Consequently, some embodiments include and benefit from reconciling the scan data (produced by the scanner 43) and the data produced by the CMM 14 to a common coordinate system, at step 318. For example, some embodiments reconcile the scan data (produced by the scanner 43) to the coordinate system of the CMM 14, to produce reconciled scan data. Reconciled scan data thus shares a common frame of reference (the common X, Y, Z coordinate system) with the data produced by the CMM 14.

Such a reconciliation may be performed by a best-fit analysis as known in the art, by which the scan data representing a portion of the object is matched to corresponding portion in a nominal file for the object, or to a portion of data produced by the CMM 14. One a fit is identified, the coordinates of the scan data may be adjusted so that the (now reconciled) scan data is referenced to the CMM coordinate system. Such a reconciliation may also include, alone or in addition to best fit analysis, a scaling, rotation, or other adjustment of the scan data. For example, such adjustment may include an affine transformation or a non- affine transformation.

Once the scan data and the data produced by the CMM 14 are both referenced to the same coordinate system (e.g., the CMM coordinate system), the scan data and the data produced by the CMM 14 is combined, at step 320, to produce a virtual model of the measured object. In some limitations, that virtual model may be a used as a nominal file for the assessments of future objects of the type for which the measured object is an exemplar.

A listing of certain reference numbers is presented below.

10: Jogbox;

11: CMM table;

12: CMM system;

13: CMM measuring envelope;

14: CMM;

16: CMM carriage;

18: CMM bridge;

20: CMM Z-Ram;

22: Articulating probe;

24: CMM controller;

25: Cable;

26: Connection;

28: Computer;

30: Jogbox-contr oiler cable;

31: Jogbox-contr oiler wireless connection;

32: Joystick;

34: Jogbox-computer cable;

35: Jogbox-computer wireless connection;

36: Jogbox display screen;

38A: Lower portion of jogbox;

38B: Upper portion of jogbox;

40: Jogbox controls (buttons, knobs etc.);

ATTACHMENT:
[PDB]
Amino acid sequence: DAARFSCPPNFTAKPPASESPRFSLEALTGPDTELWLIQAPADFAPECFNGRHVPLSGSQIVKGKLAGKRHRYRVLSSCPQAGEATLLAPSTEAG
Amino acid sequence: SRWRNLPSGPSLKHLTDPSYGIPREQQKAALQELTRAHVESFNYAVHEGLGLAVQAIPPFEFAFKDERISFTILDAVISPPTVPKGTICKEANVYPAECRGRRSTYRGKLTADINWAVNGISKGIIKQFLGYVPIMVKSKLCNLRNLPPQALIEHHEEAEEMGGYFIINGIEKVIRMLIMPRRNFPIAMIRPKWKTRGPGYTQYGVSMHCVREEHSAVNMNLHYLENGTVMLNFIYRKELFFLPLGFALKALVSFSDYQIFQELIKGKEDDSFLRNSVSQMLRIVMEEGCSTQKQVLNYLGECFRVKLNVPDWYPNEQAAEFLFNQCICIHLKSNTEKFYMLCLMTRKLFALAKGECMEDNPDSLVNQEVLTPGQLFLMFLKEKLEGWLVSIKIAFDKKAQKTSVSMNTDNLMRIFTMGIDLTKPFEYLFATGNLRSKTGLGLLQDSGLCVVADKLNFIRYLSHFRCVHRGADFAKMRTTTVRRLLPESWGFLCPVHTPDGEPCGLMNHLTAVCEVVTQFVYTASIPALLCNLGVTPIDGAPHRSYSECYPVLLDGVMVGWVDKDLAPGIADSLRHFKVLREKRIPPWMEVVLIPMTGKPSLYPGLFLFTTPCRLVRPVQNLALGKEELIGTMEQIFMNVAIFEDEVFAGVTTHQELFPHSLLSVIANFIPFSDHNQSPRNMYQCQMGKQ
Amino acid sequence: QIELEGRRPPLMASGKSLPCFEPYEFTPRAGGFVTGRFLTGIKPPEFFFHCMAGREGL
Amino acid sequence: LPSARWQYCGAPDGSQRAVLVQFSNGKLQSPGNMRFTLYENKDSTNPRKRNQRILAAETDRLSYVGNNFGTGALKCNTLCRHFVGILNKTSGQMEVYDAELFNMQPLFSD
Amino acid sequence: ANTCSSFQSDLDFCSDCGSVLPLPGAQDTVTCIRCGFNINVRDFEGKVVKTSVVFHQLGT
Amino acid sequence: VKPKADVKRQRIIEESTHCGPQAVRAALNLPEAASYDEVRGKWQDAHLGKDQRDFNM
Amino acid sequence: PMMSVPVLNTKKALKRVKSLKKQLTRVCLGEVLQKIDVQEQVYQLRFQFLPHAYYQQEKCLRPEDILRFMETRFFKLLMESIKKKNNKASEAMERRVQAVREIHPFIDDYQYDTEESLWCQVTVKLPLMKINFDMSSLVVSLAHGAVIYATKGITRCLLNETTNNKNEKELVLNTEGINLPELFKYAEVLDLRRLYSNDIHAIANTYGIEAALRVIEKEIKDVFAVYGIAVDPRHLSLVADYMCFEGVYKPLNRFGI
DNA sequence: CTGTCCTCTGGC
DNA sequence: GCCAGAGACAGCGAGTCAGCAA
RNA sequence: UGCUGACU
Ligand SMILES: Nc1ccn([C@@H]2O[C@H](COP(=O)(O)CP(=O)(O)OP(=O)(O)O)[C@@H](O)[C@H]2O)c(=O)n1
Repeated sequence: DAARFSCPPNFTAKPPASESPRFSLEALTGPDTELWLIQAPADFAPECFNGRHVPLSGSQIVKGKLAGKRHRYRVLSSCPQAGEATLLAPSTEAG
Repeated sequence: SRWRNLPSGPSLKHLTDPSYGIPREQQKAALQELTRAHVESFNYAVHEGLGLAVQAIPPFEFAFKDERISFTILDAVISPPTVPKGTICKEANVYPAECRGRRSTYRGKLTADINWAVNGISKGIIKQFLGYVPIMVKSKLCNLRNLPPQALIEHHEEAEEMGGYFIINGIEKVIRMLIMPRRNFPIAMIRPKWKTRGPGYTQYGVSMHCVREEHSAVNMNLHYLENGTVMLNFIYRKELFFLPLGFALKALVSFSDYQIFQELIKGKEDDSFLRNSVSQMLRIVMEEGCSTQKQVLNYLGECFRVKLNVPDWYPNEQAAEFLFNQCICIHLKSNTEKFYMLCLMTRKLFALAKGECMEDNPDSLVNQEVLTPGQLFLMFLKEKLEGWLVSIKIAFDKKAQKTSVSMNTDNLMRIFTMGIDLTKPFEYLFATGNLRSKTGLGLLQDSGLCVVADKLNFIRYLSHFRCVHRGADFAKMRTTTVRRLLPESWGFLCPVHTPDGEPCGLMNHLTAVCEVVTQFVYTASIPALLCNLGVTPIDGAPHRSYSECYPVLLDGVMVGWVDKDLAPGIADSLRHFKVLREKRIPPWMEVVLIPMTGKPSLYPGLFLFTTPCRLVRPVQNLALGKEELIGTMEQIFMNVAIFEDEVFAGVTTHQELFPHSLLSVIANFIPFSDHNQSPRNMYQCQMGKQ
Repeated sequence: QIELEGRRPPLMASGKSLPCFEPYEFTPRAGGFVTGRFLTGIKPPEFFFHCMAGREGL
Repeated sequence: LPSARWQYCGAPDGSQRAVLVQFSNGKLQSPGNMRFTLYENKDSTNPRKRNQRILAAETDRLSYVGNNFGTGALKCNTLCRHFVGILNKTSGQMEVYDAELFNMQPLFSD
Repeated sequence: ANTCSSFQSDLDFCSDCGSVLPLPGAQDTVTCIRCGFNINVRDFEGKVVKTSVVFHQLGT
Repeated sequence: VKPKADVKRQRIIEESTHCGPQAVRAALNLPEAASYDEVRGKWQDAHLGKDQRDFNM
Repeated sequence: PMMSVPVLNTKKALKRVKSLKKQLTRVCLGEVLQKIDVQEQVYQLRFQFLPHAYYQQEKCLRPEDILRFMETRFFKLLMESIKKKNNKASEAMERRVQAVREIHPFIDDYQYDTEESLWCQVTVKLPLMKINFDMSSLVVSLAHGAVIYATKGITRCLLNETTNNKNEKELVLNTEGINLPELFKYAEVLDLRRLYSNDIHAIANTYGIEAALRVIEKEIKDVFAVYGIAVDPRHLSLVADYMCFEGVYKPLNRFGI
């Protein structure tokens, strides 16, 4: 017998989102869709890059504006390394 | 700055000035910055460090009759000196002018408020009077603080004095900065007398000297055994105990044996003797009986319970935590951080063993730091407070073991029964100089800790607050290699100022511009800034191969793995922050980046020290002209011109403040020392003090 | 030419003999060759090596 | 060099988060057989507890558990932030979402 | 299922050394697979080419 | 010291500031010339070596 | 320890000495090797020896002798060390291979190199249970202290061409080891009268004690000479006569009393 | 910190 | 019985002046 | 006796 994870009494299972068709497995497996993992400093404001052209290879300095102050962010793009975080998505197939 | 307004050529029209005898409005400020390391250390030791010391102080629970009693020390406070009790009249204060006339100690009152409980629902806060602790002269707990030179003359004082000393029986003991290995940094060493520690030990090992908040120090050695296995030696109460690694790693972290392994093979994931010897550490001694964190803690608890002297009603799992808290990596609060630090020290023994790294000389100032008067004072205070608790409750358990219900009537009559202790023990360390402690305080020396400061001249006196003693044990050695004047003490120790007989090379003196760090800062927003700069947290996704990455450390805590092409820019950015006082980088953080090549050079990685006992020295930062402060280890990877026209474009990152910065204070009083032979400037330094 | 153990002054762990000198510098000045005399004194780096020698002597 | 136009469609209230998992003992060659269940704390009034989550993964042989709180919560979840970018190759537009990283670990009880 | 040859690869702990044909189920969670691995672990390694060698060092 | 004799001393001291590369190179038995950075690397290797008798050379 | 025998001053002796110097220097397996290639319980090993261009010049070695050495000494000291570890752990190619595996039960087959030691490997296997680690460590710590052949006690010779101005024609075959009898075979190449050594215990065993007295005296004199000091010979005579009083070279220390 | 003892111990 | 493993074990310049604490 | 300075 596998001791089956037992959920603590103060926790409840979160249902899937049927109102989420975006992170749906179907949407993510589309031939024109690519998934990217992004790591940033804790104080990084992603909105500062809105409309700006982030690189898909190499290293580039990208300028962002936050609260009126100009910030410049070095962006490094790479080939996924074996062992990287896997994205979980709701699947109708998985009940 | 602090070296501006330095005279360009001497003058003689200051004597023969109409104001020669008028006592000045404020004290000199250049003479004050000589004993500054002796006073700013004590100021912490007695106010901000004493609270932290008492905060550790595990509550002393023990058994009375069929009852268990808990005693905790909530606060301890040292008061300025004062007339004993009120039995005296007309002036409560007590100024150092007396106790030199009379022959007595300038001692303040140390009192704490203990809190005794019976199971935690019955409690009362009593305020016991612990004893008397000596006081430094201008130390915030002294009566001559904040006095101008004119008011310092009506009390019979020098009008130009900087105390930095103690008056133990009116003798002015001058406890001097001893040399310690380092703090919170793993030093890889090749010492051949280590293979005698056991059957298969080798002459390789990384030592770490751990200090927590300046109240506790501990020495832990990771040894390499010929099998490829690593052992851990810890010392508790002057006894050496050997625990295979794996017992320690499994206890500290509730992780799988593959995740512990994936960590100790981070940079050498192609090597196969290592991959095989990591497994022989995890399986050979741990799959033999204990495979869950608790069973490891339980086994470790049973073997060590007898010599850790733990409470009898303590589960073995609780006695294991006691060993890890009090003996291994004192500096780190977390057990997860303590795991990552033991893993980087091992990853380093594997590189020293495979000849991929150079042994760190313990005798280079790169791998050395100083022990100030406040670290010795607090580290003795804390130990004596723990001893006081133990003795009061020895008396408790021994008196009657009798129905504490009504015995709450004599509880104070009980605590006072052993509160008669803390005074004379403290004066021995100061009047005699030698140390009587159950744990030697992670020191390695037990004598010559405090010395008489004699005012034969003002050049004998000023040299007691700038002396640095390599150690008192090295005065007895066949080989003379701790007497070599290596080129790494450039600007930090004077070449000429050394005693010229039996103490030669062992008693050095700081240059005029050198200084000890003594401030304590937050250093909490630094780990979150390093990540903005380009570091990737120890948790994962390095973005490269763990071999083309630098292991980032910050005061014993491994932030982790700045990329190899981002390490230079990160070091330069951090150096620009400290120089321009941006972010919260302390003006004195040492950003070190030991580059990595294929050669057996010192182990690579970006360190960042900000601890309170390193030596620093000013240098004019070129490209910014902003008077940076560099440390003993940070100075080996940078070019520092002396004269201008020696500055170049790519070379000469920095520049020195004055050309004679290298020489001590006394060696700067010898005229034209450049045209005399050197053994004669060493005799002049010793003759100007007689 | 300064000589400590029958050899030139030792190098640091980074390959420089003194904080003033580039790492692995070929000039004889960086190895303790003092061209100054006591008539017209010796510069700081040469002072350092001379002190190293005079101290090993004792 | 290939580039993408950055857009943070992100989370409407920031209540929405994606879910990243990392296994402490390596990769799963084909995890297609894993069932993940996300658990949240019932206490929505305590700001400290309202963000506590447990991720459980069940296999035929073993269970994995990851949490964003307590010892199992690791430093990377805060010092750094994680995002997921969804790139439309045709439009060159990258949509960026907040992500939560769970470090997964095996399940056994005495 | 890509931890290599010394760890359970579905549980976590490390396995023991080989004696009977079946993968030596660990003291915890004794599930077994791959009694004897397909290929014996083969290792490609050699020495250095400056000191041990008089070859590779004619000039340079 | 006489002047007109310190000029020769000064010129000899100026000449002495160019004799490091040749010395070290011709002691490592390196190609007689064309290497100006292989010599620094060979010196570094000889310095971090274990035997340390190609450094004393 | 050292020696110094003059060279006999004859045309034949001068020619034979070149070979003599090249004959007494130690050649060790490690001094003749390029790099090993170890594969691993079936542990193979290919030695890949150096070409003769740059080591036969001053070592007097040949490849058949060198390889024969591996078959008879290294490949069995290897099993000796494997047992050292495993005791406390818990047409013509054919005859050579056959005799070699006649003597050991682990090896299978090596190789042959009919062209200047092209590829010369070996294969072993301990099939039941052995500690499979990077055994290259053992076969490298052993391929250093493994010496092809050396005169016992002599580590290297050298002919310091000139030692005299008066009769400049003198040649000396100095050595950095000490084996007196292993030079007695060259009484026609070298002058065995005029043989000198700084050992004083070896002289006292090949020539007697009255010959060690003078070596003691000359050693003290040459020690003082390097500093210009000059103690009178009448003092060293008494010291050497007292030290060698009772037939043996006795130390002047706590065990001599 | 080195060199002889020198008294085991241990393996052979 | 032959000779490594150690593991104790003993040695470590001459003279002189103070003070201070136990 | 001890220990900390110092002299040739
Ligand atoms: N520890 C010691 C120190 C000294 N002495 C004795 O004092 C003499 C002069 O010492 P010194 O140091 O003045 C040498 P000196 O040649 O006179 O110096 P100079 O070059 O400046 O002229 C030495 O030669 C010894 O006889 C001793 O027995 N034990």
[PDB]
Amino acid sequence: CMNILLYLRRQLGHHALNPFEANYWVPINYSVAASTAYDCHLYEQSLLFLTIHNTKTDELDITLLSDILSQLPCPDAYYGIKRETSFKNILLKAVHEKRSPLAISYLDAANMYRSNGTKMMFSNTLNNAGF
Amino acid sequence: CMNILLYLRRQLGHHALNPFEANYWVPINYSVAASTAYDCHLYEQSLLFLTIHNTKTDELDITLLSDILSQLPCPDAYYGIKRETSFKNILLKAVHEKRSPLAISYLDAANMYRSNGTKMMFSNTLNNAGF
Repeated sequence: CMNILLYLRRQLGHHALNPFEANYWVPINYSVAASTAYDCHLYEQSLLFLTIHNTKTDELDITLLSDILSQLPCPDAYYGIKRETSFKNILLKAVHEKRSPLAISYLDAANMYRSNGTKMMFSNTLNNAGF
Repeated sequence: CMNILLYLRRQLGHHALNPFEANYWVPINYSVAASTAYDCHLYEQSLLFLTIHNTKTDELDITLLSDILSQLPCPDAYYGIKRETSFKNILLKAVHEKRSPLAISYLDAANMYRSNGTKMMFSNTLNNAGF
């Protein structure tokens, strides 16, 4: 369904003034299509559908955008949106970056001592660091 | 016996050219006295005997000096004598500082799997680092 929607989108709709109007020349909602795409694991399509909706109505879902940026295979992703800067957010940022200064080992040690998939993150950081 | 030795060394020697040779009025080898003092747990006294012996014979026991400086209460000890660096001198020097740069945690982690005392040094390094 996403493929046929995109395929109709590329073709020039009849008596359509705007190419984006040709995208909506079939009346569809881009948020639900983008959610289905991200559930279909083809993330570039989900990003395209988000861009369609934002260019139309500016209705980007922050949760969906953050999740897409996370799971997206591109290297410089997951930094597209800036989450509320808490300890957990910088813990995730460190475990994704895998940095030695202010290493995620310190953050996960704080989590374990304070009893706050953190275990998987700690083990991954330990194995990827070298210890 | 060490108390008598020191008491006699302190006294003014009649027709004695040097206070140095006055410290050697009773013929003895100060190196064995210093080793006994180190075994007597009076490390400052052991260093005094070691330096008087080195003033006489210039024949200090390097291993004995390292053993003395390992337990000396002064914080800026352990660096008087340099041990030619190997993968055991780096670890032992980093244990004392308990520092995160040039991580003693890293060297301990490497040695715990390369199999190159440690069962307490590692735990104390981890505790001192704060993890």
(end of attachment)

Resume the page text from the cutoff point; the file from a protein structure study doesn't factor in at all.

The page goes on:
42: Scanner aperture;

43: Scanning modality (or "scanner");

44: Jogbox housing.

Various embodiments may be characterized by the potential claims listed in the paragraphs following this paragraph (and before the actual claims provided at the end of this application). These potential claims form a part of the written description of this application. Accordingly, subject matter of the following potential claims may be presented as actual claims in later proceedings involving this application or any application claiming priority based on this application. Inclusion of such potential claims should not be construed to mean that the actual claims do not cover the subject matter of the potential claims. Thus, a decision to not present these potential claims in later proceedings should not be construed as a donation of the subject matter to the public.

Without limitation, potential subject matter that may be claimed (prefaced with the letter "P" so as to avoid confusion with the actual claims presented below) includes:

PI. A method of measuring an object using a CMM having a CMM accuracy, the object having a plurality of portions, the method comprising:

providing a jogbox with a 3D scanner having a scanner accuracy; positioning

the object on the CMM; using the 3D scanner, scanning the object to produce scan data of the object; measuring a first portion of the object using the scan data; and measuring a second portion of the object using the CMM, the CMM accuracy being more accurate than the scanner accuracy.